In honor of my finishing all that cropping - taking the size of the folder down to 1.7 GB from 5.5 - and my wrist hurting less over the past few days (at least until I accidentally open a door with my left hand or twist it while washing up), I'm fantasizing about sewing white Regency dresses. I could see doing a bodice mock-up ... I'd like to finish that corset, but I have no idea where it is. I looked for it when I was down at Dad's, and it doesn't seem to be there, so I must have it somewhere here. But it probably wouldn't make enough of a difference to a mock-up, really.

Didn't end up working at Clermont on Friday, because it was rainy and I was told to stay home. They ended up jettisoning a few people and moving inside the building. There's some talk of a demo later, though!

Argh argh argh, the corset is completely unfindable. It must be at Dad's. The busk I bought on Etsy is with it, too. I'm looking at Sabine's short stays research (1, 2, 3 - also CorsetraDesigns' corset en x) because I really don't want to duplicate what I have half-done elsewhere. The third short stays post - the Utrecht stays - seems the most likely for me, because it's got a bit of stomach-dampening length, plus no lacing. (Later: paper pattern cut out, muslin to be cut in a bit. This is the weekend, after all.)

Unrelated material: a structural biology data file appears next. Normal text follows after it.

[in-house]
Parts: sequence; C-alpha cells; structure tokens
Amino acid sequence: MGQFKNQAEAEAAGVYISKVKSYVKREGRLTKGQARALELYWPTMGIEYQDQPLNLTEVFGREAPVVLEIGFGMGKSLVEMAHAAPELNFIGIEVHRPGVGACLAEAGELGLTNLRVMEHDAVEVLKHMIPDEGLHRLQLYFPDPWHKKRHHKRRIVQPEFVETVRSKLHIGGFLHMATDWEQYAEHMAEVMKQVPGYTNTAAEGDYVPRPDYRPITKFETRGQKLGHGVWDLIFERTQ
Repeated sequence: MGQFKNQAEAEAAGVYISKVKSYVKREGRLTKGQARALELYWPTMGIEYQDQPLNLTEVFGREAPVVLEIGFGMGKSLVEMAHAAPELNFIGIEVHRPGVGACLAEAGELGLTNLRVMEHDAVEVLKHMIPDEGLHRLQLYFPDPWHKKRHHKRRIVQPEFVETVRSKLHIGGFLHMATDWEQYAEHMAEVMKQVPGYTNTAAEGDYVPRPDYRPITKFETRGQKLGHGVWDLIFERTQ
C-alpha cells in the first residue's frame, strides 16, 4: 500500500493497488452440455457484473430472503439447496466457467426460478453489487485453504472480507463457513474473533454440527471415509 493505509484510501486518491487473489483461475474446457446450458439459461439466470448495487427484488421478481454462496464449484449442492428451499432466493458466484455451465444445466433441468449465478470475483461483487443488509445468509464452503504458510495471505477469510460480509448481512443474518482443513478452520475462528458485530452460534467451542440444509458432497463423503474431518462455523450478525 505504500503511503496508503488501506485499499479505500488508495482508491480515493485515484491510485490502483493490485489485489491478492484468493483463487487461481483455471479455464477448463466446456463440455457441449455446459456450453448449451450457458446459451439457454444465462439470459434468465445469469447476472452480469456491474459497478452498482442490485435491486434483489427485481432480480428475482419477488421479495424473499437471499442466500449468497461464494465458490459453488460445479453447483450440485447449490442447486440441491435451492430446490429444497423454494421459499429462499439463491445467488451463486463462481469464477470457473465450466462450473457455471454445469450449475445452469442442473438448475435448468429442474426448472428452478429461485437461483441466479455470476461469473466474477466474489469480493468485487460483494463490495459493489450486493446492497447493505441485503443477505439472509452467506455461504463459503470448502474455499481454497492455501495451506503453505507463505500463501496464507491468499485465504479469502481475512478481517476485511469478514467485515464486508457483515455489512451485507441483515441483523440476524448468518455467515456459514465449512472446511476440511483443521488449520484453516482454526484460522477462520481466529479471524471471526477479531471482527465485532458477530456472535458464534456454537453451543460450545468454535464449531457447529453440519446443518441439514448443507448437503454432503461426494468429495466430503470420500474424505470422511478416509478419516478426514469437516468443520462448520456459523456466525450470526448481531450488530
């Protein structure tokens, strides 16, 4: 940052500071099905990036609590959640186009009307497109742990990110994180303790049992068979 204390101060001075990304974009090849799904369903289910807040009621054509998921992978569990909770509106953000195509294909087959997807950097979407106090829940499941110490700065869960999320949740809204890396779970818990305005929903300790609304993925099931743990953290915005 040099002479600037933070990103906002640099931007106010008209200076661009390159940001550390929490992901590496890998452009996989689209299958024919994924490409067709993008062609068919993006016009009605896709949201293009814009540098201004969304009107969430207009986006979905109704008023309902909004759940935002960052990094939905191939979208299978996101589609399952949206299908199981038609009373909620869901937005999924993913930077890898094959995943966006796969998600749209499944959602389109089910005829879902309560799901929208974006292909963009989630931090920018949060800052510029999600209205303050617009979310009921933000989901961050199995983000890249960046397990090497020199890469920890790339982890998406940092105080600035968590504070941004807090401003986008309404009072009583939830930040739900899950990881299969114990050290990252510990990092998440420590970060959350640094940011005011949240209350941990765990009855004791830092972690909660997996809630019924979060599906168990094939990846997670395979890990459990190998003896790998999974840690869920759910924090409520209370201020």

Last night, I made gnocchi with tomato sauce - the gnocchi came from a packet, and I think they need spices in them or something. Very bland, and the sauce didn't do it the way sauce does for, say, spaghetti. I wonder why? But I'll have to try making my own at some point to see if they can be more than just a potato vehicle. (I did have sweet potato gnocchi with a walnut cream sauce once that was delicious. Maybe I should try to do that?)

Original post: http://chocolatepot.dreamwidth.org/782013.html - comment wherever you please.
e. st v. millay

Today's work